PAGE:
Edgar Allan Poe Internet Research Paper - 5 Pages

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Edgar Allan Poe Research Paper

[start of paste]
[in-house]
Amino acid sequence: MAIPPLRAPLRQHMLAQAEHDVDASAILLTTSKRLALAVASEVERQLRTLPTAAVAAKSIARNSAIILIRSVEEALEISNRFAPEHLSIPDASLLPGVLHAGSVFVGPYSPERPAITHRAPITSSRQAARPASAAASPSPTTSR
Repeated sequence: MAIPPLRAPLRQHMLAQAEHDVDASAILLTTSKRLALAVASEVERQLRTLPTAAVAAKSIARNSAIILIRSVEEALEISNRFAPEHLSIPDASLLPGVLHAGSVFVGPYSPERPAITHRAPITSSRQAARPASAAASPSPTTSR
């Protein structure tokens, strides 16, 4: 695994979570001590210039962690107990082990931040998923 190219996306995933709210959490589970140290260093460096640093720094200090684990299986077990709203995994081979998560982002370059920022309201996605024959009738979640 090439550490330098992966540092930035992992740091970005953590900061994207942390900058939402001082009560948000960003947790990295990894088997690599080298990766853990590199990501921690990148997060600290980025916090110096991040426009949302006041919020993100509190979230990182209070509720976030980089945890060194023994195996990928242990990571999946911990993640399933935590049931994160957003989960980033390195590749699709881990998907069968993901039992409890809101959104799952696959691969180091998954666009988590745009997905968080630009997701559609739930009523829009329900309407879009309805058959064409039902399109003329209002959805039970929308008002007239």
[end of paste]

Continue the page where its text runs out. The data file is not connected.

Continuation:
The topic of this research paper is to attempt to explain the writing styles and writing techniques used by of one of the most famous American short-story writer, author, and poet, Edgar Allan Poe. This paper will also discuss why when Poe writes most of his short stories or poems, he chooses to write them in the first person point of view of the narrator or main character of the story. It will discuss that Poe chooses to write like this because it allows the reader to better understand what is going on in the narrator’s mind, an effect that is otherwise unattainable if he writes it in any other point of view or in the first person point-of-view of any other character in the story. If he writes it in the third person point of view, his stories would make much less sense to the reader, consequently making the reader lose a lot of the horror he, or she, experienced. It will also attempt to explain the way Poe writes in first person point of view of an unnamed narrator to make the reader imagine himself, or herself, in the situation of the narrator. Imagine Edgar Allan Poe's "The Raven" written from the perspective of that frightening and mysterious raven, or "The Tell-Tale Heart" told by the police officers. Surely this point of view would exponentially dull these stories. Typically, Poe chose first person point of view, using several internal monologues through his narrators to give the reader an understanding of what the narrator is thinking. For example, in "The Cask of Amontillado," Poe realized that the viewpoint must be from Montresor, considering that if he had chosen to tell his story through the victim, Fortunato, it would no doubt have lost its effective, memorable qualities. Without Montresor as the narrator, this dark tale would possess no true clarity, would forfeit its chilling suspense, and would fail to offer the reader a valid understanding of Montresor's conniving and slightly disturbing mind. Montresor is clearly...
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